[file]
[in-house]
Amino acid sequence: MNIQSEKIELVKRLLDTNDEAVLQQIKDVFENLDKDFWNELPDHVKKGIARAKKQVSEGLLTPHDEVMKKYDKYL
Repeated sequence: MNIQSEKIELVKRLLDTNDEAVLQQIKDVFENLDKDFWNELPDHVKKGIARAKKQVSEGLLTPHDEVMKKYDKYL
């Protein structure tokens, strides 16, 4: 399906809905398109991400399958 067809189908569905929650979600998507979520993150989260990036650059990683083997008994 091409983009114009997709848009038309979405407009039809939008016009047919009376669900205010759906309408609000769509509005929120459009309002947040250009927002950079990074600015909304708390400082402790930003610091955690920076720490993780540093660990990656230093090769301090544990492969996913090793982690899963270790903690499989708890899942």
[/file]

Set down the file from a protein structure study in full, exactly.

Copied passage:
[in-house]
Amino acid sequence: MNIQSEKIELVKRLLDTNDEAVLQQIKDVFENLDKDFWNELPDHVKKGIARAKKQVSEGLLTPHDEVMKKYDKYL
Repeated sequence: MNIQSEKIELVKRLLDTNDEAVLQQIKDVFENLDKDFWNELPDHVKKGIARAKKQVSEGLLTPHDEVMKKYDKYL
């Protein structure tokens, strides 16, 4: 399906809905398109991400399958 067809189908569905929650979600998507979520993150989260990036650059990683083997008994 091409983009114009997709848009038309979405407009039809939008016009047919009376669900205010759906309408609000769509509005929120459009309002947040250009927002950079990074600015909304708390400082402790930003610091955690920076720490993780540093660990990656230093090769301090544990492969996913090793982690899963270790903690499989708890899942």